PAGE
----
The 2019 Nobel Prize in Chemistry has been jointly awarded to John B Goodenough of the US, Britain’s M Stanley Whittingham and Japan’s Akira Yoshino for the development of lithium-ion batteries, the Royal Swedish Academy of Sciences announced on 9 October 2019. The award was announced by Göran K Hansson, Secretary General of The Royal Swedish Academy of Sciences.
  1. John B Goodenough, M Stanley Whittingham and Akira Yoshino share the prize for their work on these rechargeable devices, which are used for portable electronics.
  2. At the age of 97, Prof Goodenough is the oldest ever Nobel laureate. The trio will share the prize money of nine million kronor (£738,000).
  3. The lithium-ion battery is a lightweight, rechargeable and powerful battery that is used in everything from mobile phones to laptops to electric cars.
  4. Lithium-ion batteries are used globally to power the portable electronics that we use to communicate, work, study, listen to music and search for knowledge.
  5. In addition to their use in electric vehicles, the rechargeable devices could also store significant amounts of energy from renewable sources, such as solar and wind power.
  6. The foundation of the lithium-ion battery was laid during the oil crisis of the 1970s. M Stanley Whittingham, 77, who was born in the UK, worked to develop energy technologies that did not rely on fossil fuels.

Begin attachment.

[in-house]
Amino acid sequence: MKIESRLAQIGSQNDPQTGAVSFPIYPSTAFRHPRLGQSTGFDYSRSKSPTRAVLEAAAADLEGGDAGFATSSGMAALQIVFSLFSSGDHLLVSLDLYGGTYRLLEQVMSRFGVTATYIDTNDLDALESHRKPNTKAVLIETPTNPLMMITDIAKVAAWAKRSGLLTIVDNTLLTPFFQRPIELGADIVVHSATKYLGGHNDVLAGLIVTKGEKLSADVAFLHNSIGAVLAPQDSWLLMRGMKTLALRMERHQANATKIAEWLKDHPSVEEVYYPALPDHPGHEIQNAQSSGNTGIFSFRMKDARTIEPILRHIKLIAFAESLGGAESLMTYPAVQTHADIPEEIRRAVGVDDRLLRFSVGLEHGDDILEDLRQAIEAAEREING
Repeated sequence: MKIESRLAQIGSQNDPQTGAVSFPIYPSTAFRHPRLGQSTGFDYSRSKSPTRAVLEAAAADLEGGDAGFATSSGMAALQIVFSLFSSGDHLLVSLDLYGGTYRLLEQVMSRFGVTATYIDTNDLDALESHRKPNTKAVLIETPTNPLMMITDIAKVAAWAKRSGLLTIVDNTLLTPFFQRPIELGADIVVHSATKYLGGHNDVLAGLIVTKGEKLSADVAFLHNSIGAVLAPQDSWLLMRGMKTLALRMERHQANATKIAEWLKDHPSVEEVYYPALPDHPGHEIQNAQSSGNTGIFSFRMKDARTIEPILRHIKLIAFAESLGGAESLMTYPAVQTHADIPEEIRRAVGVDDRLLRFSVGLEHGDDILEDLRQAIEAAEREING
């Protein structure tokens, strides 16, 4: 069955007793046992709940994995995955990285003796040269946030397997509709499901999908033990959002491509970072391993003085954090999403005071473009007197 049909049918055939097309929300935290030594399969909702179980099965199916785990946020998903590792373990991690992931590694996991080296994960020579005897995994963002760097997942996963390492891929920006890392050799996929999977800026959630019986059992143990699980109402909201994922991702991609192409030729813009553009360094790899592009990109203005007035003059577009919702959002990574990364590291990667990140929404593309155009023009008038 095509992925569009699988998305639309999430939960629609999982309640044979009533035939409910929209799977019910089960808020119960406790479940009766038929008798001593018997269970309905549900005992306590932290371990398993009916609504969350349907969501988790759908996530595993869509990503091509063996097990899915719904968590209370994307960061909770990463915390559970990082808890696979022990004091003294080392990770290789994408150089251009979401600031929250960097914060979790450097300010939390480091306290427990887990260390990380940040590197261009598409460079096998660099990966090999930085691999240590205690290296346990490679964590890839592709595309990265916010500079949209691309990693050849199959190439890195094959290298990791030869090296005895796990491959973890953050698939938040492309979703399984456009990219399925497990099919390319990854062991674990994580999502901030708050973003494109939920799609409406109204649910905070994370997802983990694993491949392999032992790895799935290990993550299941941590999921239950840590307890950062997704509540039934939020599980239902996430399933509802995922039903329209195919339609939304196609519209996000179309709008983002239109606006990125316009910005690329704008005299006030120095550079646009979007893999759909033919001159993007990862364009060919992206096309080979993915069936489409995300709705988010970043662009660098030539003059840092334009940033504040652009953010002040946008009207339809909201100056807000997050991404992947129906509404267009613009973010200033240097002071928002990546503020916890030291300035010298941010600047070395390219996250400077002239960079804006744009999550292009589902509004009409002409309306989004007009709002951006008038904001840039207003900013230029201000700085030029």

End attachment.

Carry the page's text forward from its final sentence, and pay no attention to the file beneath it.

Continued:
7. He discovered an energy-rich material called titanium disulphide, which he used to make a cathode - the positive terminal - in a lithium battery.
  8. Whittingham, who is based at Binghampton University in Vestal, US, made the anode, the battery's negative terminal, from metallic lithium - which has a strong preference for releasing electrons. This made it very suitable for use in batteries. This resulting device was able to release just over two volts, but the metallic lithium made it explosive.
  9. John B Goodenough, who is American but was born in Germany, predicted that the cathode could be improved if it was made from a metal oxide, rather than a sulphide.
  10. In 1980, after searching for the ideal material, Goodenough, who is a professor at the University of Texas, Austin, used cobalt oxide to boost the lithium battery's potential to four volts.
  11. With Goodenough's cathode as a basis, Akira Yoshino, 71, created the first commercially-viable lithium-ion battery in 1985. Yoshino, who was born in Osaka, Japan, works for the Asahi Kasei Corporation and Meijo University in Nagoya.
  12. The 2018 literature prize was suspended after a scandal rocked the Swedish Academy. The body plans to award it this year, along with announcing the 2019 laureate.